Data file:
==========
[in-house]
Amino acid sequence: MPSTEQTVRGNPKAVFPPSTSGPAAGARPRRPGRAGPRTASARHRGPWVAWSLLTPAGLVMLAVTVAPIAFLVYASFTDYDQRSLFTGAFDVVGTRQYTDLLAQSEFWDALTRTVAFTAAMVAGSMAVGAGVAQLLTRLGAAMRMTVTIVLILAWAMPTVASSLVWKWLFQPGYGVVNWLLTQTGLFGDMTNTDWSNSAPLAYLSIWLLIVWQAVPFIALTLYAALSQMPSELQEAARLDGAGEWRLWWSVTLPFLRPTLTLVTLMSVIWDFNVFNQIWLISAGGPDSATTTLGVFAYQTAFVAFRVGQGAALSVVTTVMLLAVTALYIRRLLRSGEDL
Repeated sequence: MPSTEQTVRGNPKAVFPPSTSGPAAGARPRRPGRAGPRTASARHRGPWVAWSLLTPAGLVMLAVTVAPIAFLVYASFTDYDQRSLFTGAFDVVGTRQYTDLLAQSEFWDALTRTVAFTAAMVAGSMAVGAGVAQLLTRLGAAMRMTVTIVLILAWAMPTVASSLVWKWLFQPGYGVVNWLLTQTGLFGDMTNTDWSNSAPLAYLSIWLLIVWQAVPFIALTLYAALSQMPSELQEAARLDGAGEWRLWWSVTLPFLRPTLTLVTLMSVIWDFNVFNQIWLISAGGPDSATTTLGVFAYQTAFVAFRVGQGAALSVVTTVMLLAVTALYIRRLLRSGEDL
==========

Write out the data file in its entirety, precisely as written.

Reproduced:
[in-house]
Amino acid sequence: MPSTEQTVRGNPKAVFPPSTSGPAAGARPRRPGRAGPRTASARHRGPWVAWSLLTPAGLVMLAVTVAPIAFLVYASFTDYDQRSLFTGAFDVVGTRQYTDLLAQSEFWDALTRTVAFTAAMVAGSMAVGAGVAQLLTRLGAAMRMTVTIVLILAWAMPTVASSLVWKWLFQPGYGVVNWLLTQTGLFGDMTNTDWSNSAPLAYLSIWLLIVWQAVPFIALTLYAALSQMPSELQEAARLDGAGEWRLWWSVTLPFLRPTLTLVTLMSVIWDFNVFNQIWLISAGGPDSATTTLGVFAYQTAFVAFRVGQGAALSVVTTVMLLAVTALYIRRLLRSGEDL
Repeated sequence: MPSTEQTVRGNPKAVFPPSTSGPAAGARPRRPGRAGPRTASARHRGPWVAWSLLTPAGLVMLAVTVAPIAFLVYASFTDYDQRSLFTGAFDVVGTRQYTDLLAQSEFWDALTRTVAFTAAMVAGSMAVGAGVAQLLTRLGAAMRMTVTIVLILAWAMPTVASSLVWKWLFQPGYGVVNWLLTQTGLFGDMTNTDWSNSAPLAYLSIWLLIVWQAVPFIALTLYAALSQMPSELQEAARLDGAGEWRLWWSVTLPFLRPTLTLVTLMSVIWDFNVFNQIWLISAGGPDSATTTLGVFAYQTAFVAFRVGQGAALSVVTTVMLLAVTALYIRRLLRSGEDL